This is a localised problem, as my hon. Friend the Member for Harwich (Mr. Ridsdale) said. The fact that it is a localised problem and that it comes at the very end of these Consolidated Fund Bill debates in no way minimises the seriousness of the situation which affects my hon. Friend's constituents. I know full well that he has shown very real concern over a long period about his constituency's unemployment problems, particularly in the Clacton area. It is a concern which my Department and I understand and share. We are only too well aware of the problems and anxieties which unemployment brings to workers of all ages and the harm that this can do to local communities and, indeed, to the whole economy.
I recognise, of course, that unemployment in Clacton, as in many other parts of the country, is still far too high. I should mention, however, that the July rate of 4.7 per cent. for Clacton was marginally lower than it was in July last year when it was 4.8 per cent. It is 917 encouraging also to note that unemployment fell slightly between June and July this year, whereas there was a marginal increase over the same period in both 1970 and 1971. There were 326 notified unfilled vacancies last month as against 271 last year. Thank goodness, the trend is in the right direction.
My hon. Friend referred to the considerable seasonal fluctuations in unemployment in Clacton, of which we are all aware, a state of affairs which always bedevils seaside resorts. For example, last January the rate in Clacton was 8.9 per cent., but, as I said, it fell to 4.7 per cent. in July. These seasonal fluctuations are not new, and, as my hon. Friend will agree, Clacton is by no means alone in having much higher rates in the winter than in the summer. This is a problem shared, alas, by many other seaside resorts, though I realise that it is, perhaps, rather more difficult in Clacton than it is in some.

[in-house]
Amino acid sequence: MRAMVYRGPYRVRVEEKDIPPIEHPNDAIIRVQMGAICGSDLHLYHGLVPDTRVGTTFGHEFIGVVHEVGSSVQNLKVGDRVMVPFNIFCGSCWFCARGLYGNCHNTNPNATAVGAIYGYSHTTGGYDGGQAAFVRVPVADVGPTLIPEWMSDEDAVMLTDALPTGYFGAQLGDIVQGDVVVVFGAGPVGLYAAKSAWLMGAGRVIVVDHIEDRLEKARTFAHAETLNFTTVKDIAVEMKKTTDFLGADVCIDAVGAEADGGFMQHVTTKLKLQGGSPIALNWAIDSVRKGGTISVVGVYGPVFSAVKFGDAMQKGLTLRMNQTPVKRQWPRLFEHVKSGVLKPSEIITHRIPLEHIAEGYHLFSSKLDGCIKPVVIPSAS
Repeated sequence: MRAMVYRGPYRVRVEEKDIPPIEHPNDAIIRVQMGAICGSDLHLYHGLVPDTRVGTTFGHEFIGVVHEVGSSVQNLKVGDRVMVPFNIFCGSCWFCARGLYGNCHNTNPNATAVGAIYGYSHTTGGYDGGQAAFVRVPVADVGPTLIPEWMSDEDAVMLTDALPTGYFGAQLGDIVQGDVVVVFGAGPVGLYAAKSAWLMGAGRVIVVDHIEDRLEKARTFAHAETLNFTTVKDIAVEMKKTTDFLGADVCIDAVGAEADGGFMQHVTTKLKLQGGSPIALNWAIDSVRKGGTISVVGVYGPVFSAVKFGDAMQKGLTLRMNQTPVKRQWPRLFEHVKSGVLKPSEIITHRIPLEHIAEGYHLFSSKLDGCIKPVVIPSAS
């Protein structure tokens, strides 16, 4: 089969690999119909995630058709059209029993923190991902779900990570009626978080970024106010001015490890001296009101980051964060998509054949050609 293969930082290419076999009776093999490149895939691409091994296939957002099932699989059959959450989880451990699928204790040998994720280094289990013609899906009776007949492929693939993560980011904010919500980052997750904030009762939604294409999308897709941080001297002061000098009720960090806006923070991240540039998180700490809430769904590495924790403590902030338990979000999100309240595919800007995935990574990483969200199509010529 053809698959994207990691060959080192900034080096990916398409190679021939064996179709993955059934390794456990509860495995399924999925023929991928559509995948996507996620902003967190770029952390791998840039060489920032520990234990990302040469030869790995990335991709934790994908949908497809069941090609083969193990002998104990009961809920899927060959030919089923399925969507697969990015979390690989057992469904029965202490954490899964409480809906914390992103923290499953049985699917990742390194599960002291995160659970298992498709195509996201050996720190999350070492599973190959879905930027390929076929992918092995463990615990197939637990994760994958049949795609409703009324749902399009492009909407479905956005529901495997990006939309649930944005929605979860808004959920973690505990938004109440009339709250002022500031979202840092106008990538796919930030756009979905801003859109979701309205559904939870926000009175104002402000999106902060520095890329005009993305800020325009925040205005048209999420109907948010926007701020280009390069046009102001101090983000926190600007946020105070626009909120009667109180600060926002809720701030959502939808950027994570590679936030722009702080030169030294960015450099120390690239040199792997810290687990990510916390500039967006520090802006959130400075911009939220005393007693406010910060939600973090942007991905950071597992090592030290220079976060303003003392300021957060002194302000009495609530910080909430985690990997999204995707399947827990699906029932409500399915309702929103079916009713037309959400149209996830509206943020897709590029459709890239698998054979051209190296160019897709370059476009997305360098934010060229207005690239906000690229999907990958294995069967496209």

I do not wish to appear in the least complacent about Clacton's problems, but I should mention another important feature of the unemployment register, to which my hon. Friend was good enough to make a passing reference. In January, the latest date for which figures are available, no less than 38.2 per cent. of those registered as wholly unemployed in Clacton were aged 60 or over. This was more than double the corresponding Great Britain percentage of 15.8.
I must tell my hon. Friend that our area manager's impression is that a substantial proportion of the older workers on the unemployed register in Clacton are in receipt of occupational pensions from their previous employment, and that a number of them moved to Clacton after, or shortly before, leaving those jobs. I am not suggesting that those occupational pensioners are in any way outside the employment field, but they should be taken into account when comparisons are made between the unemployment situation in Clacton and in other parts of the country.
It is important to bear in mind also that the employment situation for younger people in the Clacton careers office area is fairly good. In July this year, 17 young people were registered there as unemployed, as compared with 33 in the same month last year. Notified unfilled vacancies this July totalled 93, 918 which means that there were more than five unfilled vacancies for each young person on the unemployed register. I am sure that we are all glad that, although there is a severe problem with older people, it is not at all bad for the youngsters.
True, the July unemployment count was made before the summer term ended, but we would not expect the placing of school leavers to present any problems in the Clacton area. All the 200 boys and girls who left school at Easter have been absorbed into employment—absorbed, indeed, by the end of May—and I understand that of the 530 or so summer term leavers all but 120 have obtained offers of jobs and the remainder are expected to be placed in the course of the next few weeks.